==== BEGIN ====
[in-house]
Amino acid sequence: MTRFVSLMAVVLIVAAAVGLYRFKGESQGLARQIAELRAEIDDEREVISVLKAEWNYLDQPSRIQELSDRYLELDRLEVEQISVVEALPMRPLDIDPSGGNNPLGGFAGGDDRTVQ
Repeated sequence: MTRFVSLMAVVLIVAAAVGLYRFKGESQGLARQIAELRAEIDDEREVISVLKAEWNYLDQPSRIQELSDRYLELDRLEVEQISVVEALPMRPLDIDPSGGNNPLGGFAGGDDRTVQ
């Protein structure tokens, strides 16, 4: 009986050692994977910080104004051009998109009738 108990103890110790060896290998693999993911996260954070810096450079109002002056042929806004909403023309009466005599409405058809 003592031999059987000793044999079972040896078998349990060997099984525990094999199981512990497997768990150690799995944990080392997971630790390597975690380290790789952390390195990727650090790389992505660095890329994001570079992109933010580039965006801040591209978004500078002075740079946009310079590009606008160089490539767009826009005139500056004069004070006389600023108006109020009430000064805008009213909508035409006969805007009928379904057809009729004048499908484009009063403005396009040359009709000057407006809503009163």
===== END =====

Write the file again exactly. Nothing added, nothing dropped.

[in-house]
Amino acid sequence: MTRFVSLMAVVLIVAAAVGLYRFKGESQGLARQIAELRAEIDDEREVISVLKAEWNYLDQPSRIQELSDRYLELDRLEVEQISVVEALPMRPLDIDPSGGNNPLGGFAGGDDRTVQ
Repeated sequence: MTRFVSLMAVVLIVAAAVGLYRFKGESQGLARQIAELRAEIDDEREVISVLKAEWNYLDQPSRIQELSDRYLELDRLEVEQISVVEALPMRPLDIDPSGGNNPLGGFAGGDDRTVQ
């Protein structure tokens, strides 16, 4: 009986050692994977910080104004051009998109009738 108990103890110790060896290998693999993911996260954070810096450079109002002056042929806004909403023309009466005599409405058809 003592031999059987000793044999079972040896078998349990060997099984525990094999199981512990497997768990150690799995944990080392997971630790390597975690380290790789952390390195990727650090790389992505660095890329994001570079992109933010580039965006801040591209978004500078002075740079946009310079590009606008160089490539767009826009005139500056004069004070006389600023108006109020009430000064805008009213909508035409006969805007009928379904057809009729004048499908484009009063403005396009040359009709000057407006809503009163």